The Senate cleared changes to the popular Paycheck Protection Program on Wednesday that will allow small businesses more flexibility in using the rescue loan funds. The bill, which passed the House last week on a 417-1 vote, now heads to President Donald Trump’s desk for his signature.

Senators gave unanimous consent for the legislation hours after Ron Johnson, a Wisconsin Republican, had raised objections.

The coronavirus program provides forgivable loans to help small businesses make their payrolls during the Covid-19 crisis. The bill would extend an eight-week period -- when proceeds must be spent for loans to be forgiven -- to 24 weeks or until the end of the year, whichever comes first.

Businesses would also have as long as five years, instead of two, to repay any money owed on a loan, and they could use a greater percentage of proceeds on rent and other approved non-payroll expenses.

Timing is urgent because the eight-week spending period began expiring last Friday for the first loan recipients after the Small Business Administration program opened April 3. Businesses -- especially in the restaurant and hospitality industry, which are only recently getting the green light to reopen -- say they need more time to distribute pay.

Utah Senator Mike Lee had also objected to language that he and Johnson said would lengthen the application deadline. Maine Senator Susan Collins didn’t oppose the bill but said she was concerned about the way the House drafted a provision reducing the current requirement that 75% of a loan be used on payroll.

Lee’s office said that the senator agreed to passage of the bill after securing a letter signed by the chairmen and ranking members of the Small Business Committee clarifying that the application deadline remains June 30.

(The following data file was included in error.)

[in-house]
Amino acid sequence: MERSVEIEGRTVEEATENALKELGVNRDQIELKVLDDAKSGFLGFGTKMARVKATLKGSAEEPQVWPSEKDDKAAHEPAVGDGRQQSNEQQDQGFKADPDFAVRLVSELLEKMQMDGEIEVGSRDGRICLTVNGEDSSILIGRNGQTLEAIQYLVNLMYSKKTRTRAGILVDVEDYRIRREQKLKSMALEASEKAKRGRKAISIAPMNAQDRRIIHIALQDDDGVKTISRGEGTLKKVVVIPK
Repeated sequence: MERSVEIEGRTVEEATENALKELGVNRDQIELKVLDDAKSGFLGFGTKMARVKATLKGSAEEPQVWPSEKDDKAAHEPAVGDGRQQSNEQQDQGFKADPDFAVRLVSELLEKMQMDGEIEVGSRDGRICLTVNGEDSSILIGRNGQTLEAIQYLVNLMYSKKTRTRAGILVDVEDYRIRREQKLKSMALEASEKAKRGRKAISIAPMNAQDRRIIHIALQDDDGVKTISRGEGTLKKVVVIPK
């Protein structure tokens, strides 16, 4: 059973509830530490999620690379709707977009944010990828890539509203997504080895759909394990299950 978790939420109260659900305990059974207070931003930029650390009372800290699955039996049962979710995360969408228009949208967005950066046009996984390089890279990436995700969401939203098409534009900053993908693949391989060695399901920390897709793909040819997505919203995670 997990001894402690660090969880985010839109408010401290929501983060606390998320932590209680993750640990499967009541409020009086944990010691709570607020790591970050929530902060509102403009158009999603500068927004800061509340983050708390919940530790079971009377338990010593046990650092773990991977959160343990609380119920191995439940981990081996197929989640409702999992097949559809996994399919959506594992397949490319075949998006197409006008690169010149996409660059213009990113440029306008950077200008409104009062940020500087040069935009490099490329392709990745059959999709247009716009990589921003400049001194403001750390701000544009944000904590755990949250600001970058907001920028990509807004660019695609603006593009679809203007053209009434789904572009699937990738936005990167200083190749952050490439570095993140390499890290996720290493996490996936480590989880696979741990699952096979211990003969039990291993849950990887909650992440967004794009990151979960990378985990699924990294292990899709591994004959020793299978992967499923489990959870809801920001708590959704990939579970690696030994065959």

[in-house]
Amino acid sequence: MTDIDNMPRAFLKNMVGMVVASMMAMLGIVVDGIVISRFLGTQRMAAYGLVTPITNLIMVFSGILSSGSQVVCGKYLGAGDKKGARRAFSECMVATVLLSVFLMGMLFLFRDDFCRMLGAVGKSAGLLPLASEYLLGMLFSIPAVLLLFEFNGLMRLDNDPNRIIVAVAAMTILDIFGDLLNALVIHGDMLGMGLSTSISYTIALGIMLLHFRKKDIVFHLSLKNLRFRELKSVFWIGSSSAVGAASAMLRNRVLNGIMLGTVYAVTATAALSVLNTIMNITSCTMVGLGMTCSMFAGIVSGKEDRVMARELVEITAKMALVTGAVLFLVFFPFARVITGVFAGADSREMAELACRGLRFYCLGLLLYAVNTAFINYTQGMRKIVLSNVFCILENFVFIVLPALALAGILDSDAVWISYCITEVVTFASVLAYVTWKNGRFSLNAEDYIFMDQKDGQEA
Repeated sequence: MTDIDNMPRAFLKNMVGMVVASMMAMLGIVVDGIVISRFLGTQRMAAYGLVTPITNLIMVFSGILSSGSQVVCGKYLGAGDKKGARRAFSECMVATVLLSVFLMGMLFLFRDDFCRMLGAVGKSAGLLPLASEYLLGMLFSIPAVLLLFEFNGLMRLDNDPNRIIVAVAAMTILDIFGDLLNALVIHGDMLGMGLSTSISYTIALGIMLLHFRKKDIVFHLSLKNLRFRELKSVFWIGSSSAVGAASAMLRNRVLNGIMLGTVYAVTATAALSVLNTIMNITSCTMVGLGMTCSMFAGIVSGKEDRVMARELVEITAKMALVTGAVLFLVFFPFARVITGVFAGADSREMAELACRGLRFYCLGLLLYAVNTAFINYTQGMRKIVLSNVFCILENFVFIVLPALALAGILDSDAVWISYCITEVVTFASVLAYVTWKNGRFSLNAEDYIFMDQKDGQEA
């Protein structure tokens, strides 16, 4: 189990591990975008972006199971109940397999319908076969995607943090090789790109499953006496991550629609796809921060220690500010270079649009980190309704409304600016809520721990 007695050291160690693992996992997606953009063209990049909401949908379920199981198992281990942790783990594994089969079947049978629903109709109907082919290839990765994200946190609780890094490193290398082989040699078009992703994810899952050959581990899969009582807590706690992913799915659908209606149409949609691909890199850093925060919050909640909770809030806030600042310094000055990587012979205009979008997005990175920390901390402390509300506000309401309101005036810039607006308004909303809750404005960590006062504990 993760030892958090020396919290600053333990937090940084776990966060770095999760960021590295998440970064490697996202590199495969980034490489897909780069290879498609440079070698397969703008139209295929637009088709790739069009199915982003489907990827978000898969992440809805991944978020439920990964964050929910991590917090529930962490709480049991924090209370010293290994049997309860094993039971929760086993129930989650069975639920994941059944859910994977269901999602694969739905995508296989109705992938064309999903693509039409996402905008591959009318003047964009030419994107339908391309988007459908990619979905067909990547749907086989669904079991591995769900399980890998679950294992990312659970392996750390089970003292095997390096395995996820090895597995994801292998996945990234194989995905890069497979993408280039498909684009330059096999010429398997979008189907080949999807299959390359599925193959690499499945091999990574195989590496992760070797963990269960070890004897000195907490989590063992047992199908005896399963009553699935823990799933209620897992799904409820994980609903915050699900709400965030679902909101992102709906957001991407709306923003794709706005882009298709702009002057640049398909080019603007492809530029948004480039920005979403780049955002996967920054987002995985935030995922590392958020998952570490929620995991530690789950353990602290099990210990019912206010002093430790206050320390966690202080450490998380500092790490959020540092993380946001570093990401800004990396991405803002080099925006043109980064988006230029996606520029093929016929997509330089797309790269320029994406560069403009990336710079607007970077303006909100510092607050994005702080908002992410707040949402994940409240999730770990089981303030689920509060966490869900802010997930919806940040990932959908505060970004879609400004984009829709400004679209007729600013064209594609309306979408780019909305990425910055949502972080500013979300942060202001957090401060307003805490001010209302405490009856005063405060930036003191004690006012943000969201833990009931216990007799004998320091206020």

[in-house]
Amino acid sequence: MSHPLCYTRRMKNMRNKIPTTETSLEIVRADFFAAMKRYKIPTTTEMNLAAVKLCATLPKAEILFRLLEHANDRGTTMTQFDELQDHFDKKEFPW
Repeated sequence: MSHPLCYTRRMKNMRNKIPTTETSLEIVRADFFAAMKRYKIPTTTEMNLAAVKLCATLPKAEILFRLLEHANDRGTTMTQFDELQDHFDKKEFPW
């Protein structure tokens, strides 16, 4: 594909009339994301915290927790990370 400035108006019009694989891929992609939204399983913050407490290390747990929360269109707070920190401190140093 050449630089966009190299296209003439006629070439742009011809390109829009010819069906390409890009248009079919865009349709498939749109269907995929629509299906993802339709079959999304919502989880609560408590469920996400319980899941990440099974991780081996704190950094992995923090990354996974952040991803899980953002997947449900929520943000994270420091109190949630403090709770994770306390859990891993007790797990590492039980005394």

Besides extending the loan-forgiveness period, small businesses have said they want flexibility to spend more on overhead expenses, especially in high-rent areas. The bill, H.R. 7010, would instead require that 60% of a loan be used on payroll.

The House bill creates a “cliff,” Collins said in a statement. The current PPP program allows partial loan forgiveness if a company uses less than 75% of a loan for payroll, but the House bill appears to state that none of the loan would be forgiven if the 60% threshold isn’t met.

“Instead, the employer is saddled with a debt for the entire amount, and no portion of the loan is forgiven or converted to a grant,” Collins said.

Senate Small Business Chairman Marco Rubio, a Florida Republican, last week sought guidance from the Treasury Department on whether that issue can be addressed through regulation.

The Treasury and the SBA haven’t responded to requests for comment.

Funds Remaining
As of Wednesday night, SBA reported that 4.5 million firms had received approvals for loans totaling $510.6 billion. About $130 billion remains from the second round of $320 billion that Congress approved for PPP. The initial round of $349 billion was tapped in just 13 days.

Small business advocates hailed passage of the bill as providing needed flexibility to firms still struggling to emerge from Covid-related closings, even as lenders and other groups are still seeking other program changes they hope Congress can make in the coming weeks.

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